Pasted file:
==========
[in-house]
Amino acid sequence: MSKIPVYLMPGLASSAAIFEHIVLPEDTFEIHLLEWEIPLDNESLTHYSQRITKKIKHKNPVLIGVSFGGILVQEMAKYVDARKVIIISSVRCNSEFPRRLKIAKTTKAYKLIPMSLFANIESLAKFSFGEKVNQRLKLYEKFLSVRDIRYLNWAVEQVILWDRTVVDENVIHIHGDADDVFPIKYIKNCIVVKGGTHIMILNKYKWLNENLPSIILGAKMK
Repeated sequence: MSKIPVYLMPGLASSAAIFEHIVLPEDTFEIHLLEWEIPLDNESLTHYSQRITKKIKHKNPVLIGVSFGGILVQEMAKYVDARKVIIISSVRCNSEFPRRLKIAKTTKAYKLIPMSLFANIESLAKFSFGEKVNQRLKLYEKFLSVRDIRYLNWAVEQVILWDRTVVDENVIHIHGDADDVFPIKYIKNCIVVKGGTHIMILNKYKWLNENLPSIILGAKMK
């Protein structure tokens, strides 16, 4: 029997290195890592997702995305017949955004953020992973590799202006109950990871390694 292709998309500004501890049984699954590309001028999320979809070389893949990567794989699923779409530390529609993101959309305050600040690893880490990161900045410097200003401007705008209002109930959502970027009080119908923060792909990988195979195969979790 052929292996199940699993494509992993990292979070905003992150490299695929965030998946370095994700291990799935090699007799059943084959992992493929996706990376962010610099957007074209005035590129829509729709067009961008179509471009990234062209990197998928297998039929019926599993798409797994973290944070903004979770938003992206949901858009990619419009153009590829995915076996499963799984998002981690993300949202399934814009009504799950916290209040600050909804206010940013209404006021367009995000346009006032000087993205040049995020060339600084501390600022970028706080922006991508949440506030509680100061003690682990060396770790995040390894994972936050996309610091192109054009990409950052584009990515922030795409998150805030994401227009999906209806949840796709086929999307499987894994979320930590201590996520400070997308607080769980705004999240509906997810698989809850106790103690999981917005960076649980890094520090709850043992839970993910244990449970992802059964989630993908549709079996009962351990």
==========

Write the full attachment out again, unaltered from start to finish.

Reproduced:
[in-house]
Amino acid sequence: MSKIPVYLMPGLASSAAIFEHIVLPEDTFEIHLLEWEIPLDNESLTHYSQRITKKIKHKNPVLIGVSFGGILVQEMAKYVDARKVIIISSVRCNSEFPRRLKIAKTTKAYKLIPMSLFANIESLAKFSFGEKVNQRLKLYEKFLSVRDIRYLNWAVEQVILWDRTVVDENVIHIHGDADDVFPIKYIKNCIVVKGGTHIMILNKYKWLNENLPSIILGAKMK
Repeated sequence: MSKIPVYLMPGLASSAAIFEHIVLPEDTFEIHLLEWEIPLDNESLTHYSQRITKKIKHKNPVLIGVSFGGILVQEMAKYVDARKVIIISSVRCNSEFPRRLKIAKTTKAYKLIPMSLFANIESLAKFSFGEKVNQRLKLYEKFLSVRDIRYLNWAVEQVILWDRTVVDENVIHIHGDADDVFPIKYIKNCIVVKGGTHIMILNKYKWLNENLPSIILGAKMK
């Protein structure tokens, strides 16, 4: 029997290195890592997702995305017949955004953020992973590799202006109950990871390694 292709998309500004501890049984699954590309001028999320979809070389893949990567794989699923779409530390529609993101959309305050600040690893880490990161900045410097200003401007705008209002109930959502970027009080119908923060792909990988195979195969979790 052929292996199940699993494509992993990292979070905003992150490299695929965030998946370095994700291990799935090699007799059943084959992992493929996706990376962010610099957007074209005035590129829509729709067009961008179509471009990234062209990197998928297998039929019926599993798409797994973290944070903004979770938003992206949901858009990619419009153009590829995915076996499963799984998002981690993300949202399934814009009504799950916290209040600050909804206010940013209404006021367009995000346009006032000087993205040049995020060339600084501390600022970028706080922006991508949440506030509680100061003690682990060396770790995040390894994972936050996309610091192109054009990409950052584009990515922030795409998150805030994401227009999906209806949840796709086929999307499987894994979320930590201590996520400070997308607080769980705004999240509906997810698989809850106790103690999981917005960076649980890094520090709850043992839970993910244990449970992802059964989630993908549709079996009962351990």